It’s Mushroom Season! Quick Orange Maitake Mushroom Stir Fry

What ingredients do you associate with fall? Do you immediately jump to apples, cranberries, or pumpkins? In the past, I've shared several blog posts about where to harvest seasonal fruits in the Boston area. Today, I would like to talk about another ingredient that is also in season in New England – the mushroom!


Have you ever been mushroom hunting? If not, you should definitely give it a try. Tyler Akabane, a knowledgeable mushroom hunter/educator and founder of Mushroom for My Friends along with Justin Schoults, the chef of Oak and Rowan, organized a "Mushroom Walk + Greenhouse Dinner" event on Oct 20th. I have to tell you, it was the most fun and informative tour I have ever done in my life. I know that I must share this experience with you, and I hope it will be inspiring for you when you create your fall holiday dinner menu!


First, let's briefly talk about foraging. The term "foraging" means to search in a wide area for something, especially food. When we talk about foraging, we have to mention René Redzepi. René Redzepi is a Danish chef and co-owner of the two-Michelin star restaurant Noma in Copenhagen, Denmark. His restaurant was voted the best restaurant in the world by Restaurant Magazine's World's Best Restaurants in 2010, 2011, 2012 and 2014. Redzepi is noted for his work on the reinvention and refinement of a new Nordic cuisine and food that is characterized by inventiveness and clean flavors. According to Chef Rene, foraging is important because that's how we get connected to food we eat and the place we live. Through foraging, we learn from the food that grows in our region – the soil, the climate. Foraging inspires us to think more about the food we consume, especially after you realize some of what we find can be right outside your door. When we forage our food and enjoy it's original flavor, we pay more respect to the food and the nature. If you're interested in foraging, download this free app called VILD MAD. Even though it's tailored for educators in Denmark, I still find it very inspiring. To learn more about VILD MAD, please read Noma's René Redzepi Has Launched a Mobile Foraging App -- It's like Pokémon Go, but with lingonberries.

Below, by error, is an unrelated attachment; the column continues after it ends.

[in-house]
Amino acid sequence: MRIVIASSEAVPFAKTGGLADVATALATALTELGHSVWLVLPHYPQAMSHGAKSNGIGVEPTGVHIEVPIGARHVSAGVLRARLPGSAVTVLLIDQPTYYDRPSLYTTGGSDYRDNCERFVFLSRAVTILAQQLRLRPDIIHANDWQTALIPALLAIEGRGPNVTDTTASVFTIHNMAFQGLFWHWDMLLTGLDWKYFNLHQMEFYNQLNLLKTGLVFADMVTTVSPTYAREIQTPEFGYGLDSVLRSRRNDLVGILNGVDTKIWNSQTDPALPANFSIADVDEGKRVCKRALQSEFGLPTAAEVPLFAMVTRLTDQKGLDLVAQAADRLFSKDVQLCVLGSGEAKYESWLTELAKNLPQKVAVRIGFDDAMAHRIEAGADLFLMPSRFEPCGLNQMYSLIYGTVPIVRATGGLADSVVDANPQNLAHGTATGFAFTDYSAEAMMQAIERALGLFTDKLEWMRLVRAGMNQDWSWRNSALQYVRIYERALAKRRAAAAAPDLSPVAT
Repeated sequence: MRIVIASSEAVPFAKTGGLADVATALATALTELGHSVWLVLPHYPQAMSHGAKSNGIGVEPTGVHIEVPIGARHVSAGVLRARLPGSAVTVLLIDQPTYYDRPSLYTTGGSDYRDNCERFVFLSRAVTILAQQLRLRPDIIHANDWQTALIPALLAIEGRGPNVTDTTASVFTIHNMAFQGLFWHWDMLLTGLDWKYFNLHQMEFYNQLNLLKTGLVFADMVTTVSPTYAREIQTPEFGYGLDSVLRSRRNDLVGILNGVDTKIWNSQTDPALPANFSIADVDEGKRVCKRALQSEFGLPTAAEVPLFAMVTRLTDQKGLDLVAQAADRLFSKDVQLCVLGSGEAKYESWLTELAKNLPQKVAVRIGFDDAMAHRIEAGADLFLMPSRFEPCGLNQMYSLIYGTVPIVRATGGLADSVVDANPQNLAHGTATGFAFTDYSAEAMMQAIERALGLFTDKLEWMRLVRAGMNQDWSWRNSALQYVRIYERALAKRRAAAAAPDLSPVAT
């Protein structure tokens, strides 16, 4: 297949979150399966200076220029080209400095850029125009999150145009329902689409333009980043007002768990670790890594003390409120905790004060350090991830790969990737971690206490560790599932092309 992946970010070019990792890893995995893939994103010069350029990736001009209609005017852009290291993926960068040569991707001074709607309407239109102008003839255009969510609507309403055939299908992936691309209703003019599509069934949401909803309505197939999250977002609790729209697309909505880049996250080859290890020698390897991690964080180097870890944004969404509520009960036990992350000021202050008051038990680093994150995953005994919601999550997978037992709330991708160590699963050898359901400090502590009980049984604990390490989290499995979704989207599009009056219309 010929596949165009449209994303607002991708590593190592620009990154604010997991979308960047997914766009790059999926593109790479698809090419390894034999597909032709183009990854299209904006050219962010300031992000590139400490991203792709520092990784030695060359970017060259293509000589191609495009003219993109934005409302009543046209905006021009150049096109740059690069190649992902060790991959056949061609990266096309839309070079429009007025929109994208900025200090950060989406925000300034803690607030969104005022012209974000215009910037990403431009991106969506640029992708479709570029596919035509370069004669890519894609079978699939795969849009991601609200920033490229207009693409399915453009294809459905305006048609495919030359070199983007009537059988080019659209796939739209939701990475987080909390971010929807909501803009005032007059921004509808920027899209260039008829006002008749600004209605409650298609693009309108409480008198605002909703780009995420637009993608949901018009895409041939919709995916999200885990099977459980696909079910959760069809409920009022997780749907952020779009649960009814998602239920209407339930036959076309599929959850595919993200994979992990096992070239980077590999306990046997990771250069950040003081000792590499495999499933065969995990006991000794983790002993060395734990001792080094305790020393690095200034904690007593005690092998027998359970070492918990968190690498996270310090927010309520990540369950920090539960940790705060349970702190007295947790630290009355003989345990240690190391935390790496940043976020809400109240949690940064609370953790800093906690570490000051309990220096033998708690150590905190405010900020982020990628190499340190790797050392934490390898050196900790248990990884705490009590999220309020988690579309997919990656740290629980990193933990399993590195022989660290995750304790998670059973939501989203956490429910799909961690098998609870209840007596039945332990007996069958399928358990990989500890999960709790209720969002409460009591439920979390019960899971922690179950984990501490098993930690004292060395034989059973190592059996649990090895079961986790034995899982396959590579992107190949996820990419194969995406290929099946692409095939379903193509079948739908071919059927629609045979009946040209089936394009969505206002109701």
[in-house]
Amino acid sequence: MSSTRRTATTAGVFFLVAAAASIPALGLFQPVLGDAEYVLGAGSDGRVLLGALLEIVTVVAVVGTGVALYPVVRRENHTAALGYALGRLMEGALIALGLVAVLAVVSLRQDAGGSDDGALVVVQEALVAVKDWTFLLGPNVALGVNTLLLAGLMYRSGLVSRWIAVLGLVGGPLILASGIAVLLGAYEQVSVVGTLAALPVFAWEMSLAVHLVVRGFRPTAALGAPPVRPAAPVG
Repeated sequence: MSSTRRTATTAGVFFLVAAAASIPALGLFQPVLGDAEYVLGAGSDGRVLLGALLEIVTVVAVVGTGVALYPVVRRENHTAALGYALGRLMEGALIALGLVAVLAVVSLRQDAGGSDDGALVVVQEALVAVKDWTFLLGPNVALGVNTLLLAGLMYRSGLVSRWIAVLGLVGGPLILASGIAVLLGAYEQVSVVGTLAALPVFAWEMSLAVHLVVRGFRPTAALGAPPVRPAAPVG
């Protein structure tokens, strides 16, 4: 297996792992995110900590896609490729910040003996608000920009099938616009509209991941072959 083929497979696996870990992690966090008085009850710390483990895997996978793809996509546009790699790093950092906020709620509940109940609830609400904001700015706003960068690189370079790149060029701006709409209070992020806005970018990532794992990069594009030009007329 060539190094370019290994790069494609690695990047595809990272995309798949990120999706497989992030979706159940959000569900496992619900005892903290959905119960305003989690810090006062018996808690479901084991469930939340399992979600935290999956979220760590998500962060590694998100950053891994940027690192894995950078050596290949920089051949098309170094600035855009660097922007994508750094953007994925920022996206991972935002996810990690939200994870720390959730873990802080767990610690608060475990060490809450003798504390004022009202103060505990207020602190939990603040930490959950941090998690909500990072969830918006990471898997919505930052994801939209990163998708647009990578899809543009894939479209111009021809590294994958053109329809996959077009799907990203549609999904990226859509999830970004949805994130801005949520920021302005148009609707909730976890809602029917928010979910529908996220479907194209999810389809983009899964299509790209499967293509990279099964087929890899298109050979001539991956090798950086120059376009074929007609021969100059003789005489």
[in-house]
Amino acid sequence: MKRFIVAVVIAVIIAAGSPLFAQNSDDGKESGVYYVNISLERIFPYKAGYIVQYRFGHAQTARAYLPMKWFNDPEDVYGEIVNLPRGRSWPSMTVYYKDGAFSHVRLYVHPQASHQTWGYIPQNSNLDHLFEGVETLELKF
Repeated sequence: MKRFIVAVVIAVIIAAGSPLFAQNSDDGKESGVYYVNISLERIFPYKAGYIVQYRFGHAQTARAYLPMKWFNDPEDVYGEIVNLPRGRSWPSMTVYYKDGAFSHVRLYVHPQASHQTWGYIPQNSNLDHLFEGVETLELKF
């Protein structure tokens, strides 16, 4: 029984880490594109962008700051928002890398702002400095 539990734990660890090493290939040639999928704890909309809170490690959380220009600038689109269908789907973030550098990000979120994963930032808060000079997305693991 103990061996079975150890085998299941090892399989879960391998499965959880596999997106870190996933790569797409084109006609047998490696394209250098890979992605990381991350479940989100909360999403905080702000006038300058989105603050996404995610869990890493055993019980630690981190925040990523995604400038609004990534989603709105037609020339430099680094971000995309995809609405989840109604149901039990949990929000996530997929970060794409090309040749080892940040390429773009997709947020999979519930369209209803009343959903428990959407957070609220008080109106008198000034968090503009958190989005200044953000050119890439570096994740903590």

Back to the topic of mushroom hunting. So, where would be a good place to do mushroom hunting in Massachusetts? Tyler and Justin took us to Lynn Reservation, one hour north to Boston. We have harvested good amount of mushrooms and other interesting herbs. Mushrooms grow throughout the year but are most plentiful in the fall. While cultivated mushrooms may be available anytime, most wild mushrooms only appear in autumn. Here is a brief list what you need when you go mushroom hunting:

  • Footwear (light to medium hiking)
  • Weather appropriate clothing
  • Basket, bag and knife
  • Bug spray


Another benefit of going mushroom hunting during fall is that there are not as many mosquitoes. I would also suggest you also bring a professional mushroom hunter with you if you are still learning about mushrooms.